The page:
No one starts a business with a plan for it to fail. Unfortunately, business failure is a reality. A recent Industry Canada study concluded that 30 percent of small businesses won’t survive longer than two years, and only half make it to five years.
Here are the top 5 things business owners can do to protect themselves when their business fails:
1. Do not make family members directors in the company
The directors of a company are personally responsible for unpaid HST, employee source deductions, wages and vacation pay. Many struggling businesses pay their employees and suppliers ahead of the government. If the business fails, the directors are personally responsible for the outstanding HST and source deductions. Too often, family members who are not involved in the business are named as a director, exposing them to personal liability for some of the debts of the business.
2. Take security for money they put into a company
Most business owners have to put their own money into their business. Unfortunately, most owners don’t take security for the money advanced. If banks take security for their loans to the company, why shouldn’t the owner? If a company is wound up or goes bankrupt, the secured creditors are paid ahead of unsecured creditors (e.g. suppliers). By taking security for the money an owner puts into a business, the owner may be able to recover some of the money they invested. The owner should consult a lawyer to ensure that security is properly documented and registered.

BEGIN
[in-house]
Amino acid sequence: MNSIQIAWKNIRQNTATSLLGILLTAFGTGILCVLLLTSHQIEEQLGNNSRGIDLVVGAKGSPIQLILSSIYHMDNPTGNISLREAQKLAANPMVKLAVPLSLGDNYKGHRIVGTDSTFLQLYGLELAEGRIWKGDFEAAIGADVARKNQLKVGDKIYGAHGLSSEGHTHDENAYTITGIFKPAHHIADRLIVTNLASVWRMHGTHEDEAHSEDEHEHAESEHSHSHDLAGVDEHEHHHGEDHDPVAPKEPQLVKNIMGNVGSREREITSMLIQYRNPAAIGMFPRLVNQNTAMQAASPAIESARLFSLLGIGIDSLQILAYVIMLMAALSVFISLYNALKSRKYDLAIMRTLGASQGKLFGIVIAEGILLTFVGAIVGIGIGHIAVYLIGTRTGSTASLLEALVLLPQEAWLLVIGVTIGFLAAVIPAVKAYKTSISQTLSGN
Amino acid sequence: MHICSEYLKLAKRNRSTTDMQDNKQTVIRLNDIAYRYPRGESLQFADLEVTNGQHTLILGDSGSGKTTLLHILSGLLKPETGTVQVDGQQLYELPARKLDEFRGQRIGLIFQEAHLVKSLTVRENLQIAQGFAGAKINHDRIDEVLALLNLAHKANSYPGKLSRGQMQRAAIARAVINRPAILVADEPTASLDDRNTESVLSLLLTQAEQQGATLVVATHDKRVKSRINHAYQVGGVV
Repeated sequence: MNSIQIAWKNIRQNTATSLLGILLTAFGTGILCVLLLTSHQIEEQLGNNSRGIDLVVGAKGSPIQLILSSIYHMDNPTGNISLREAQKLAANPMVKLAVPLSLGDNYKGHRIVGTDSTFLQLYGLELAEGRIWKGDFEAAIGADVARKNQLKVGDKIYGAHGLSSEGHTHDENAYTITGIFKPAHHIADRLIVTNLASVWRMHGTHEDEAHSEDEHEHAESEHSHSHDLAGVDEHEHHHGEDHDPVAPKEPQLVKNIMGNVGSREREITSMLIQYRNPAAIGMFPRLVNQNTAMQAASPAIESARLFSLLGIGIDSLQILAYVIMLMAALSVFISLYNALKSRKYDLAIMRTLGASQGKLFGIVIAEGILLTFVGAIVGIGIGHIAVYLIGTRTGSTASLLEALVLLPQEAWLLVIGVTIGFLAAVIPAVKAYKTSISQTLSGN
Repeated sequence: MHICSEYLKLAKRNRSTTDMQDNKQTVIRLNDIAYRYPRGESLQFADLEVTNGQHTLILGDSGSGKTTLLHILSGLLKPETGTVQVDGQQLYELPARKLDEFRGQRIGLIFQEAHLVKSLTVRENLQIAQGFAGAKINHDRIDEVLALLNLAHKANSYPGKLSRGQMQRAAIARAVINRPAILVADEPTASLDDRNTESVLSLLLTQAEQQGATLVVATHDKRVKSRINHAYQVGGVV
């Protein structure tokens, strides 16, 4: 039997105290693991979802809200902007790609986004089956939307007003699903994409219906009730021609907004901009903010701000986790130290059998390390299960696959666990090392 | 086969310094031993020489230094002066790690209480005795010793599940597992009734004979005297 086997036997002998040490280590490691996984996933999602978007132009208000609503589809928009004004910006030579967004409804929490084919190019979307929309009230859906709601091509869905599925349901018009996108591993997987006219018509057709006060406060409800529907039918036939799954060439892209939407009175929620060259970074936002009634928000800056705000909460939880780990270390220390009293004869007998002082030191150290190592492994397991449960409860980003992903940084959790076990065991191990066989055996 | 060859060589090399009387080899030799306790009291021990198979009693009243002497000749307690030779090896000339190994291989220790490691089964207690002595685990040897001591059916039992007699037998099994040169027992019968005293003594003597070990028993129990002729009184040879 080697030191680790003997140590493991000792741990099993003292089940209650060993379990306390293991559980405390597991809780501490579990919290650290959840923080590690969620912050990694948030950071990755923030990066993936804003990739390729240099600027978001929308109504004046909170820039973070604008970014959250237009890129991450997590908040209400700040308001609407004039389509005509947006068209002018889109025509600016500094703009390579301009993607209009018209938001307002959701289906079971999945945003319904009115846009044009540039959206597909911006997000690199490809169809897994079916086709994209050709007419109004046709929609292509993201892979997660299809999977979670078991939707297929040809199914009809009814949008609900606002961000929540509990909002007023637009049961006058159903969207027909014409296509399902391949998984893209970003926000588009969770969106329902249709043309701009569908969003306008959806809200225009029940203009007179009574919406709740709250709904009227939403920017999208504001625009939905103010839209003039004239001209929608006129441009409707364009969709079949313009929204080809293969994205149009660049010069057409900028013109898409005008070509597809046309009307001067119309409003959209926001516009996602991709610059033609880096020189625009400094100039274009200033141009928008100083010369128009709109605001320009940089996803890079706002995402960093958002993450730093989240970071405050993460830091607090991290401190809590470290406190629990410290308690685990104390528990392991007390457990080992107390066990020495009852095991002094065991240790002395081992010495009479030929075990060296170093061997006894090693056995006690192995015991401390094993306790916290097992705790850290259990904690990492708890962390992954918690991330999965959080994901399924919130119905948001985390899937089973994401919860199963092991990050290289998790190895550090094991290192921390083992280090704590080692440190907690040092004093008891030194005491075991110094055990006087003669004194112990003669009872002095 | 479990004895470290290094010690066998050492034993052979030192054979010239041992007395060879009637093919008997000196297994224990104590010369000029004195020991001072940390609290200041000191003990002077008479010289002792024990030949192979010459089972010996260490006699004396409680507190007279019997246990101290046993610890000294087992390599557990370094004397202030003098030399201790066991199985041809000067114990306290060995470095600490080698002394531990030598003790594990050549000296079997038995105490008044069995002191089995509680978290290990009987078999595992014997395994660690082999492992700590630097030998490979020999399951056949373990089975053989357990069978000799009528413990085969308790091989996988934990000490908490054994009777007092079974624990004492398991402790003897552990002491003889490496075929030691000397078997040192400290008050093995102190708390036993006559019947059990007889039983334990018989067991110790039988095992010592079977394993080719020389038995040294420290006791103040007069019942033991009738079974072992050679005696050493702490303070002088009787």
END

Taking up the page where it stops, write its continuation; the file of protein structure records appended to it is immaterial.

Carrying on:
3. Do not personally guarantee debts of the company
Personally guaranteeing a debt makes it your own debt. If the company fails, then anyone who personally guaranteed the company’s debt will have to pay, even if the company goes bankrupt. Typically, banks will not lend money without a personal guarantee, but other lenders, landlords and suppliers may not require a personal guarantee. Even if a supplier or landlord asks for the guarantee, the owner can often negotiate this out of the deal.
4. Consider keeping assets out of their name
If the business fails and the owner is personally responsible for any of the debts (as a director or through a personal guarantee), a personal bankruptcy may be the end result. Creditors can only go after the assets that belong to the debtor. If personal assets are in the name of the business owner’s spouse or another family member, then creditors cannot seize those assets and they would be protected in a personal bankruptcy. There are strict rules about transferring assets when a person is insolvent, and there may be family law issues to consider if assets are in a spouse’s name. These issues should be discussed with a lawyer.
5. Maintain good records of the money put into the business
An Allowable Business Investment Loss (ABIL) is available for people who have lost money in a Canadian Controlled Private Corporation. An ABIL allows the person who lost money in the business to write-off a portion of the money lost against personal income, thereby reducing the amount of personal income taxes they pay. In order to be able to claim an ABIL, the business owner needs to be able to prove to Canada Revenue Agency that they invested in or lent the money to the business. Keeping good records ensures that the loss can be claimed. The owner must also show that the company failed and that their investment or loan is not collectible. The bankruptcy of the failed company is the easiest way to prove that the money is not collectible. There are certain rules and restrictions in claiming an ABIL and a qualified professional should be consulted.
Andy Fisher is a Partner at Farber. His practice focuses on small business and corporate restructuring, along with personal insolvency. Andy can be reached at 416.496.3414 and firstname.lastname@example.org.